December 8, 2015

Supreme Court Denies Gun Case on Chicago-Area ‘Assault Weapon’ Ban

The U.S. Supreme Court on Monday declined to review a city ordinance in Illinois restricting so-called “assault weapons.” Two justices dissented from the Court’s denying review and noted a disturbing trend against the Second Amendment.

The city of Highland Park is part of the greater Chicago area and has a long track record of opposing citizens exercising the Second Amendment’s right to keep and bear arms. Part of this is banning “assault weapons,” which is a term invented by politicians.

Assault weapons are not an actual class of firearms. The term is often confused with “assault rifles,” which are a class of firearms. But for most such bans, “assault weapons” excludes some types of assault rifles and includes guns that are not assault rifles.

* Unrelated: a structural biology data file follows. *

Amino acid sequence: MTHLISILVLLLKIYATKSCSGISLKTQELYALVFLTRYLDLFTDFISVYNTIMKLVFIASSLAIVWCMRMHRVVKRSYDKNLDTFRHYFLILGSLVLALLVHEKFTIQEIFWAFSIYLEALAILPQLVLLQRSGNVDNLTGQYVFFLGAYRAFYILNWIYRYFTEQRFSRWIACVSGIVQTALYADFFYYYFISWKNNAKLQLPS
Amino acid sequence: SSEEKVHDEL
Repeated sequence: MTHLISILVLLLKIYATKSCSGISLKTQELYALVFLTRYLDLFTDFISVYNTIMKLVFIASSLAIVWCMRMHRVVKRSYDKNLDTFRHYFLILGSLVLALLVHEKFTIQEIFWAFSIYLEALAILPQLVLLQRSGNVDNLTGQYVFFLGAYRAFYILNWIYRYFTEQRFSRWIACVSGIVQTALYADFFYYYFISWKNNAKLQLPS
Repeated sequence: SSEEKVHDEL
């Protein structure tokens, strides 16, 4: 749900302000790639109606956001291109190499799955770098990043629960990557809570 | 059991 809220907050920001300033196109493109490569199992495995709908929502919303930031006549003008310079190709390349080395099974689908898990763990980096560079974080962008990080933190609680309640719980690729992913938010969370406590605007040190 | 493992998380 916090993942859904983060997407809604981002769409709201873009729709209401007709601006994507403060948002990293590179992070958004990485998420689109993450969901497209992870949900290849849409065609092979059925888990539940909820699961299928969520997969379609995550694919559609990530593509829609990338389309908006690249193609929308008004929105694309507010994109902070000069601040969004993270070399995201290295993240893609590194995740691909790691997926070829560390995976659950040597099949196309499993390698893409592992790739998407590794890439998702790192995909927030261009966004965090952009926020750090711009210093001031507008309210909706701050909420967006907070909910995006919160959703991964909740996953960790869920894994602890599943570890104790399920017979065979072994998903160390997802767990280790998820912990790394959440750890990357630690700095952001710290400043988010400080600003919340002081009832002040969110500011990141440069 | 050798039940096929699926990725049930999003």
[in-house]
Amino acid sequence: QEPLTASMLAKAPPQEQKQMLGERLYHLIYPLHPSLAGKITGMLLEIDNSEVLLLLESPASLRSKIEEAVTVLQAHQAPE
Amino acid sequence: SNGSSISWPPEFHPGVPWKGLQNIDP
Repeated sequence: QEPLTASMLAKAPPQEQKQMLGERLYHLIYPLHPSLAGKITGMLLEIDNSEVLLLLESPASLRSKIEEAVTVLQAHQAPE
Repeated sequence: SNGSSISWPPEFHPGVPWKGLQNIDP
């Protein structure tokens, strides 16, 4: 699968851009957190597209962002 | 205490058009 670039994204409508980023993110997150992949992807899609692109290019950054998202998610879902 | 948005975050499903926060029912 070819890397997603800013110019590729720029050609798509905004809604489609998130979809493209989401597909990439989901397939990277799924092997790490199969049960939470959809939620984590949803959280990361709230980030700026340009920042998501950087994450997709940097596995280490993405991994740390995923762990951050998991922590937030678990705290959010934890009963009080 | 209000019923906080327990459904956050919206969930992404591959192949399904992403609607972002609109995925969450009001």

Specifically, Highland Park’s ordinance banned assault weapons, as well as ammunition magazines that can hold more than ten rounds. The Supreme Court held in its 2008 Heller case and its 2010 McDonald case that the Second Amendment is an individual right to bear arms that applies to all federal, state, and local laws and is a right on the same level as First Amendment rights.

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